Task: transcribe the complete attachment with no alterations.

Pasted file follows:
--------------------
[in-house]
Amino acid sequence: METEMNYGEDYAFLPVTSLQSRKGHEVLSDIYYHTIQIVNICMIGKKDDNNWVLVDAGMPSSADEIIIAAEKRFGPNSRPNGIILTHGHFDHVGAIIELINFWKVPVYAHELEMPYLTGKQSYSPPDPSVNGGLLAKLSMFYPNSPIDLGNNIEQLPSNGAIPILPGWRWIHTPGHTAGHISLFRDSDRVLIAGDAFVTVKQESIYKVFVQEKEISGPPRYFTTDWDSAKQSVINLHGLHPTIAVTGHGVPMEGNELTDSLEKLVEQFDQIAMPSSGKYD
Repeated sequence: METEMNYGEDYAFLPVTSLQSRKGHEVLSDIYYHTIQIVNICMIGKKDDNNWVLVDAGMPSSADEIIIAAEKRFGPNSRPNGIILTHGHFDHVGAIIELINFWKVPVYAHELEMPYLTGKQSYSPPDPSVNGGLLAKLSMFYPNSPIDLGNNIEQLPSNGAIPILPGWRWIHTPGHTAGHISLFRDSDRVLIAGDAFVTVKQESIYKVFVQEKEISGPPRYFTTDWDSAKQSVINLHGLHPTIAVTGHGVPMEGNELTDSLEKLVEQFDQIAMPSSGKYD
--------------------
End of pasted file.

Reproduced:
[in-house]
Amino acid sequence: METEMNYGEDYAFLPVTSLQSRKGHEVLSDIYYHTIQIVNICMIGKKDDNNWVLVDAGMPSSADEIIIAAEKRFGPNSRPNGIILTHGHFDHVGAIIELINFWKVPVYAHELEMPYLTGKQSYSPPDPSVNGGLLAKLSMFYPNSPIDLGNNIEQLPSNGAIPILPGWRWIHTPGHTAGHISLFRDSDRVLIAGDAFVTVKQESIYKVFVQEKEISGPPRYFTTDWDSAKQSVINLHGLHPTIAVTGHGVPMEGNELTDSLEKLVEQFDQIAMPSSGKYD
Repeated sequence: METEMNYGEDYAFLPVTSLQSRKGHEVLSDIYYHTIQIVNICMIGKKDDNNWVLVDAGMPSSADEIIIAAEKRFGPNSRPNGIILTHGHFDHVGAIIELINFWKVPVYAHELEMPYLTGKQSYSPPDPSVNGGLLAKLSMFYPNSPIDLGNNIEQLPSNGAIPILPGWRWIHTPGHTAGHISLFRDSDRVLIAGDAFVTVKQESIYKVFVQEKEISGPPRYFTTDWDSAKQSVINLHGLHPTIAVTGHGVPMEGNELTDSLEKLVEQFDQIAMPSSGKYD